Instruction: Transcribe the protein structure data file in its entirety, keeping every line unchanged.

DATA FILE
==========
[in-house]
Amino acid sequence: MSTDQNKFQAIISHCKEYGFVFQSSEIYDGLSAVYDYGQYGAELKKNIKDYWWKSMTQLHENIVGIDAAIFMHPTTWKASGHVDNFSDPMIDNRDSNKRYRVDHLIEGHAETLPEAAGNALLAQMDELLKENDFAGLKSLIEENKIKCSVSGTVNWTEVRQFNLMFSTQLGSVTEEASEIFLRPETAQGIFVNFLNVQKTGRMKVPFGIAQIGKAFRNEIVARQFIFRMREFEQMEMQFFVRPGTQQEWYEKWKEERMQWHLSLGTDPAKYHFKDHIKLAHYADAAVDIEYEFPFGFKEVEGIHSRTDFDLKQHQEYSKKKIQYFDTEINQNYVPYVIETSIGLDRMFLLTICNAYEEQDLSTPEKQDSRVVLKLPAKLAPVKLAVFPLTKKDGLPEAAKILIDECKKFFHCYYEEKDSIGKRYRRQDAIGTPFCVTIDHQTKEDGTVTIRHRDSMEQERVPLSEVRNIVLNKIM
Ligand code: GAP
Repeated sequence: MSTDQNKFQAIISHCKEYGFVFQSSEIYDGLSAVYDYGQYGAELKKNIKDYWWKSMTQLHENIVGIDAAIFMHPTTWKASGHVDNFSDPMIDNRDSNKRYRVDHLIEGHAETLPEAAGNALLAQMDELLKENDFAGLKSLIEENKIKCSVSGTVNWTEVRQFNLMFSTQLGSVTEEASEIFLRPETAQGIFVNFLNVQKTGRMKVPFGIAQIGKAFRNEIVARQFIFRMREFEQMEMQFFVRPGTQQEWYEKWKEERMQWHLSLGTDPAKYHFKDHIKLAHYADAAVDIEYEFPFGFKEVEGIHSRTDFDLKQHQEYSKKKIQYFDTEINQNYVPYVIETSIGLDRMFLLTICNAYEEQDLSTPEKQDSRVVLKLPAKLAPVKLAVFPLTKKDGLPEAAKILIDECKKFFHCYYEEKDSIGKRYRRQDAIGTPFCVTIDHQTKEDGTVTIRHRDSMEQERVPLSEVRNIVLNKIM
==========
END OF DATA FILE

[in-house]
Amino acid sequence: MSTDQNKFQAIISHCKEYGFVFQSSEIYDGLSAVYDYGQYGAELKKNIKDYWWKSMTQLHENIVGIDAAIFMHPTTWKASGHVDNFSDPMIDNRDSNKRYRVDHLIEGHAETLPEAAGNALLAQMDELLKENDFAGLKSLIEENKIKCSVSGTVNWTEVRQFNLMFSTQLGSVTEEASEIFLRPETAQGIFVNFLNVQKTGRMKVPFGIAQIGKAFRNEIVARQFIFRMREFEQMEMQFFVRPGTQQEWYEKWKEERMQWHLSLGTDPAKYHFKDHIKLAHYADAAVDIEYEFPFGFKEVEGIHSRTDFDLKQHQEYSKKKIQYFDTEINQNYVPYVIETSIGLDRMFLLTICNAYEEQDLSTPEKQDSRVVLKLPAKLAPVKLAVFPLTKKDGLPEAAKILIDECKKFFHCYYEEKDSIGKRYRRQDAIGTPFCVTIDHQTKEDGTVTIRHRDSMEQERVPLSEVRNIVLNKIM
Ligand code: GAP
Repeated sequence: MSTDQNKFQAIISHCKEYGFVFQSSEIYDGLSAVYDYGQYGAELKKNIKDYWWKSMTQLHENIVGIDAAIFMHPTTWKASGHVDNFSDPMIDNRDSNKRYRVDHLIEGHAETLPEAAGNALLAQMDELLKENDFAGLKSLIEENKIKCSVSGTVNWTEVRQFNLMFSTQLGSVTEEASEIFLRPETAQGIFVNFLNVQKTGRMKVPFGIAQIGKAFRNEIVARQFIFRMREFEQMEMQFFVRPGTQQEWYEKWKEERMQWHLSLGTDPAKYHFKDHIKLAHYADAAVDIEYEFPFGFKEVEGIHSRTDFDLKQHQEYSKKKIQYFDTEINQNYVPYVIETSIGLDRMFLLTICNAYEEQDLSTPEKQDSRVVLKLPAKLAPVKLAVFPLTKKDGLPEAAKILIDECKKFFHCYYEEKDSIGKRYRRQDAIGTPFCVTIDHQTKEDGTVTIRHRDSMEQERVPLSEVRNIVLNKIM